Shock analysis of an antenna structure subjected to underwater explosions

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2015
Demir, Mehmet Emre
Antenna structures constitute main parts of electronic warfare systems. Mechanical design is as crucial as electromagnetic design of antenna structures for proper functioning and meeting high system performance needs. Failure of mechanical and electronic structures operating under shock loading is a common occurrence in naval electronic warfare applications. A complete shock analysis of the dipole antenna structure subjected to underwater explosions is performed to foresee adverse effects of mechanical shock phenomena on the antenna structure. Theoretical models of the antenna structure; namely mathematical model and finite element model, are built on multi-degree-of-freedom approach. Modal properties are derived from Classical Beam Theory and transient responses are obtained by Recursive Filtering Relationship(RFR) Method for the mathematical model. Input shock loading is synthesized from assessed shock specification to classical shock input. Finite element analysis of the analytical model is performed on ANSYS® platform. Comparisons of analytical results are presented for interchangeable use of proposed models. Numerical results are verified with both modal and transient results collected from experimental analysis. Experimental analysis is performed for exact dimensions of antenna structure subjected to synthesized shock input criteria. Shock severity for antenna structure is presented for both electrical and mechanical components. Design roadmap is drawn within the limitations set for proper antenna functioning with desired performance. Shock isolation theory is also explained and applied to the antenna structure in order to obtain shock responses below limitations mentioned. Thus, the complete shock analysis of the antenna structure is performed for antenna design to withstand underwater shock explosions.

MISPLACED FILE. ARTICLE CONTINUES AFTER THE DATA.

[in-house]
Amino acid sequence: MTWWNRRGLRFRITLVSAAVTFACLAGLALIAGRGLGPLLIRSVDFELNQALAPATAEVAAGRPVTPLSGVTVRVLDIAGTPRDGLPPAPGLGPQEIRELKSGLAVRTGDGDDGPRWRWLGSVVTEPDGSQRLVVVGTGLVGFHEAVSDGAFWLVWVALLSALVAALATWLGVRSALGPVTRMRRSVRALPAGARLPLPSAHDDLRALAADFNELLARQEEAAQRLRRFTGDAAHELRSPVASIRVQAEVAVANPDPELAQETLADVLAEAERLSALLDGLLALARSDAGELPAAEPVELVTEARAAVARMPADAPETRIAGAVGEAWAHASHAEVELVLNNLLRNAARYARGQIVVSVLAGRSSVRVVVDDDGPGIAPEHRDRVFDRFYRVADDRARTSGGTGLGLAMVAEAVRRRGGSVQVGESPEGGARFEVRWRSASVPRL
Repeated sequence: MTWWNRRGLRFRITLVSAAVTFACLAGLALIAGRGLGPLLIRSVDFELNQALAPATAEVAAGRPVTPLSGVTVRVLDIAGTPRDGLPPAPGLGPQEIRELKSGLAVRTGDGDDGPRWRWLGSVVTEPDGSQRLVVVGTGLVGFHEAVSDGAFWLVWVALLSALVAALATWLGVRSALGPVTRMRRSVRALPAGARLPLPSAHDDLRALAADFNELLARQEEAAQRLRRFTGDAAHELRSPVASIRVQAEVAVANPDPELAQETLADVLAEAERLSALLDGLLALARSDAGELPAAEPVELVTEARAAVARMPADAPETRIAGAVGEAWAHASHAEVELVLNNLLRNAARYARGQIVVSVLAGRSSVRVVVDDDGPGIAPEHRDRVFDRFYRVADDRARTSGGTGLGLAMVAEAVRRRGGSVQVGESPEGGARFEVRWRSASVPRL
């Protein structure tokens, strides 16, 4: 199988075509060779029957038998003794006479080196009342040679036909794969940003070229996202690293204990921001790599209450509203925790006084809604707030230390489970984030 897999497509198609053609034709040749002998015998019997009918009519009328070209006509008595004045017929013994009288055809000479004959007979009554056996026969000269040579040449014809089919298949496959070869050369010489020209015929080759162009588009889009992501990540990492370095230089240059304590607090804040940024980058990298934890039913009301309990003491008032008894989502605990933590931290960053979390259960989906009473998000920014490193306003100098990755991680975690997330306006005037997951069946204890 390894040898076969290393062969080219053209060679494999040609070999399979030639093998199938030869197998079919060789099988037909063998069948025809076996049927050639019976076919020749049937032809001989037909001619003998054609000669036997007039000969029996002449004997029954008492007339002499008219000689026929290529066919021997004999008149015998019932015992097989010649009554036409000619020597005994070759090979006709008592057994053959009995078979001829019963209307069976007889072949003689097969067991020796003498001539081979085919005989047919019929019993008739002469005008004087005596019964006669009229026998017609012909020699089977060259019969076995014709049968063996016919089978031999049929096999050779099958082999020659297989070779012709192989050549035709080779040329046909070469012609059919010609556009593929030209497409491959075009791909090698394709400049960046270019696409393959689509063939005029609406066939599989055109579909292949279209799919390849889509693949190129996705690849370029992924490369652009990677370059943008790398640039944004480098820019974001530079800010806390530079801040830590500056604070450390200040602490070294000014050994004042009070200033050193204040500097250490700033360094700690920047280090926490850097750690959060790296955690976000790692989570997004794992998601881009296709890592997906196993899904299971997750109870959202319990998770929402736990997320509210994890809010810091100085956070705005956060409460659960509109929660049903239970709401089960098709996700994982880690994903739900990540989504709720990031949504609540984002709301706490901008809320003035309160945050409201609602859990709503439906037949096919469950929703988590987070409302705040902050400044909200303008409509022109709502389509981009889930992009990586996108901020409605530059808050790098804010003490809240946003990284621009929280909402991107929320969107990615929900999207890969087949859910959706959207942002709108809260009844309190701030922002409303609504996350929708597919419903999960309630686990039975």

Citation Formats
M. E. Demir, “Shock analysis of an antenna structure subjected to underwater explosions,” M.S. - Master of Science, 2015.